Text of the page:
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Page last updated at 10:13 GMT, Wednesday, 28 July 2010 11:13 UK
Future of renewable energy in Somerset
Severn Estuary
The Severn Estuary has a tidal range of 15m, the second highest in the world

The coalition government has released its Annual Energy Statement which gives a rough outline of where it is heading with energy policy.

It could affect a number of projects like proposals for a new nuclear power station at Hinkley Point, the Severn Barrage and wind farms on the levels.

Energy minister, Charles Hendry has indicated they want to develop a mix of fossil and renewable energies.

More details on Hinkley and the pylons connecting to it are due in Autumn.

Somerset's landscape could look very different in the future - there could be wind farms on the Somerset Levels, two new reactors at Hinkley Point, and a barrage, or a series of lagoons to harness the water power in the Severn estuary.

Nuclear Power at Hinkley

Two new reactors are planned for Hinkley by the energy company EDF. The plans also involve building high voltage pylons to link Hinkley with Avonmouth, if approved, this will be built by the National Grid, which recently carried out a public consultation which ended on Friday, 23 July.

Currently, information evenings about Hinkley have been organised by West Somerset and Sedgemoor district councils and recently a conference was held by EDF which show the scope of business opportunities for local suppliers needed for the planned power station.

Energy Minister, Charles Hendry, said: "We've had very good discussions with EDF about their plans and aspirations. We want to remove barriers and obstacles towards investment in a new nuclear plant.

"There are certain legal processes we have to go through, in terms of regulatory justification which enables this process to happen, there's other aspects we've still got to reach agreement with industry to make sure they are fully responsible for the costs of decommissioning and the waste disposal, we want that to go ahead with greater urgency."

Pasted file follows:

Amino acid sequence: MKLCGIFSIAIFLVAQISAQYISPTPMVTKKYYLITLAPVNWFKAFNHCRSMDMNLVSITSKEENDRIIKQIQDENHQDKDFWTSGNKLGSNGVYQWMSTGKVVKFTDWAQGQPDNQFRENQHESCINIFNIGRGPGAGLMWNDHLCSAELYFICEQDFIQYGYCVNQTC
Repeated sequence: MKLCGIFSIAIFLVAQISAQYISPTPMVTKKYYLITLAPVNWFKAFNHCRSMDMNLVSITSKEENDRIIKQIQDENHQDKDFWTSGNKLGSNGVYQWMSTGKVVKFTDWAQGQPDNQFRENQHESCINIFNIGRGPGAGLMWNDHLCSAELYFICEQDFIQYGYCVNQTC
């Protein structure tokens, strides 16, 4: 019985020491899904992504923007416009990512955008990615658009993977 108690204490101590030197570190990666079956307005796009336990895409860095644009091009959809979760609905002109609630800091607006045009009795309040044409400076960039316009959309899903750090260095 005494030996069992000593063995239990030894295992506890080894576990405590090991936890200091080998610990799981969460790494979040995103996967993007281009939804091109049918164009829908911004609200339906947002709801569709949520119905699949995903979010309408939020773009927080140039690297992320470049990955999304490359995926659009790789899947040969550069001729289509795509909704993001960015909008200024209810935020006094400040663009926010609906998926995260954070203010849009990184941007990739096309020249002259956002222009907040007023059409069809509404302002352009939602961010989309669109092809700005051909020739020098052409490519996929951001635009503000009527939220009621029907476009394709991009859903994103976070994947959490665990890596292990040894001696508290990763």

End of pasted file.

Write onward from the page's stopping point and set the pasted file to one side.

Wind farms on the Somerset Levels

Energy firm EDF has applied for planning permission to build nine turbines on the Somerset levels at Withy Farm, which the energy company said will be enough to power 10,000 homes, saving at least 17,500 tonnes of carbon dioxide a year.

Public exhibitions are being held about these plans and the public consultation runs until 20 August 2010.

When it comes to projects like wind farms, which are often controversial, Mr Hendry said: "We believe in most cases, these should be decided by local councils and local communities.

"One of our concerns have been in many of our areas are asked to accept a wind farm facility but they can't see what's in it for them and we're looking at a different approach there."

They are now exploring various sweeteners in order to foster more support.

"Business rates, at the moment are collected and taken up to London and redistributed around the country, could they be kept local, so they'll see a real benefit coming through? Can we encourage new partnership agreements so that the community directly benefits from the income which is generated by the facility?"

Severn Barrage/Tidal lagoons in the Severn Estuary

The tidal range in the Severn Barrage is 14m, the second highest in the world.

If the ten-mile dam running from Lavernack Point to Brean Down is built, it could generate up to 5 percent of the UK's electricity, according to the Department of Energy and Climate Change (DECC).

So far, a number of reviews have been carried out looking into the feasibility of the barrage, or tidal lagoons - this work has been picked by the coalition government, which is due to make an announcement in Autumn of the next step in the process.

"The government before us, put in place a review to look at the different technologies and different opportunities in the Severn Estuary, we are reviewing those findings and we will make a decision in due course about the right way forward," said Charles.

"It's quite clear that a Severn Barrage would provide an enormous amount of electricity, it will also be extremely expensive and we would have to make a decision about whether the amount of money involved is appropriate for the amount of electricity which will be generated."

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